In order to establish how much these organisations spent and where, the reporters sifted through hundreds of “Form 990” submitted by the target organisations to the United States Internal Revenue Service. We collected annual Form 990s belonging to 28 organisations across a 13-year period consisting of thousands of pages, and painstakingly read them all line by line. The reporters double-checked each other’s data work on these financial forms. We identified money flows and recorded the amounts spent by the organisations on a variety of anti-women’s right and anti-LGBT projects across the world. We have built an extensive and intricate in-house database with the numbers and details we have found and shared with our local reporters. We constantly fact-checked our database. But ultimately, we wanted to go beyond a purely data-based investigation and really dig deep into the implications of these millions of dollars that appear drily on governmental records and our spreadsheets. To achieve this, we juxtaposed on-the-ground local reporting with data. This way, we reported many local stories that revealed the real-life impact of the projects funded by what the experts called “dark money” interfering with local politics to expand the influence of American right-wing religious groups. Additionally, to make these money flows transparent for our audience, we built an interactive public database containing financial income data of these organisations and their spending. The easy-to-navigate database allows one to explore this spending by region and year too, as well as different categories (eg. “anti-LGBT”, “connected to Trump”, etc).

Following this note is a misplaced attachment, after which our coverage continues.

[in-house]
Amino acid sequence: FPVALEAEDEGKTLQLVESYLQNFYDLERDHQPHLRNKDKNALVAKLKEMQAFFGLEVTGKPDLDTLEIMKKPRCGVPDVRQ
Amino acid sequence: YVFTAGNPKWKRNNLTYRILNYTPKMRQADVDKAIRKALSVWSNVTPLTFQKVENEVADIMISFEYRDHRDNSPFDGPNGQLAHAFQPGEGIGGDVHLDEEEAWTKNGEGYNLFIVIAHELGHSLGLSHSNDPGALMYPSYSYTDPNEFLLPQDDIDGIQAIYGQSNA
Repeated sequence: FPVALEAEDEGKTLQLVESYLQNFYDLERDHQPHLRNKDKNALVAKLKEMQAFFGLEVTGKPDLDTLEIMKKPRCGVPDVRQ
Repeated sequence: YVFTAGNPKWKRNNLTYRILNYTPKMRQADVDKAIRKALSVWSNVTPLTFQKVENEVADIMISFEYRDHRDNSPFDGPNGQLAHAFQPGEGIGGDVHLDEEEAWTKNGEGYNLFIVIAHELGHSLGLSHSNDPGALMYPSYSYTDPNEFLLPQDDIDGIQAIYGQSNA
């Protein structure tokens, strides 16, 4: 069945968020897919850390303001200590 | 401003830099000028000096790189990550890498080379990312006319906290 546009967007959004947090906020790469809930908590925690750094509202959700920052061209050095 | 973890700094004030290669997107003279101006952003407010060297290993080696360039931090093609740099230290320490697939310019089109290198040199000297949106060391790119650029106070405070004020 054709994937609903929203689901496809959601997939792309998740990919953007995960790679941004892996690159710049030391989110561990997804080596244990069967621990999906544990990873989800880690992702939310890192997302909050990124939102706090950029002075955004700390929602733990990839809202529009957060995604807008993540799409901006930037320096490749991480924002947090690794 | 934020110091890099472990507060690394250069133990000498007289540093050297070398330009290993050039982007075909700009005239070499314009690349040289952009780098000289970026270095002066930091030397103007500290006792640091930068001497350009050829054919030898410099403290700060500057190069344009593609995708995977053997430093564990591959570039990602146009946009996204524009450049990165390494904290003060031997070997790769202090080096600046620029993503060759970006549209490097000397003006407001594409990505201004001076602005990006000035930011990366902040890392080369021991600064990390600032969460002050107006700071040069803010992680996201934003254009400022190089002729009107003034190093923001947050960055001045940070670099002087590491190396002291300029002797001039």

Our visualisation was built using VueJS. All the source code is hosted on Github; the production version is compiled and served from Github Pages. The visualisation uses flat files which are exported into CSV format from Google Spreadsheets. 

What was the hardest part of this project?

Sifting through thousands of pages of financial filings and pulling out numbers from these 990 forms was particularly hard and took meticulous attention to detail and meant we had to include multiple rounds of fact-checking, involving different team members at different times.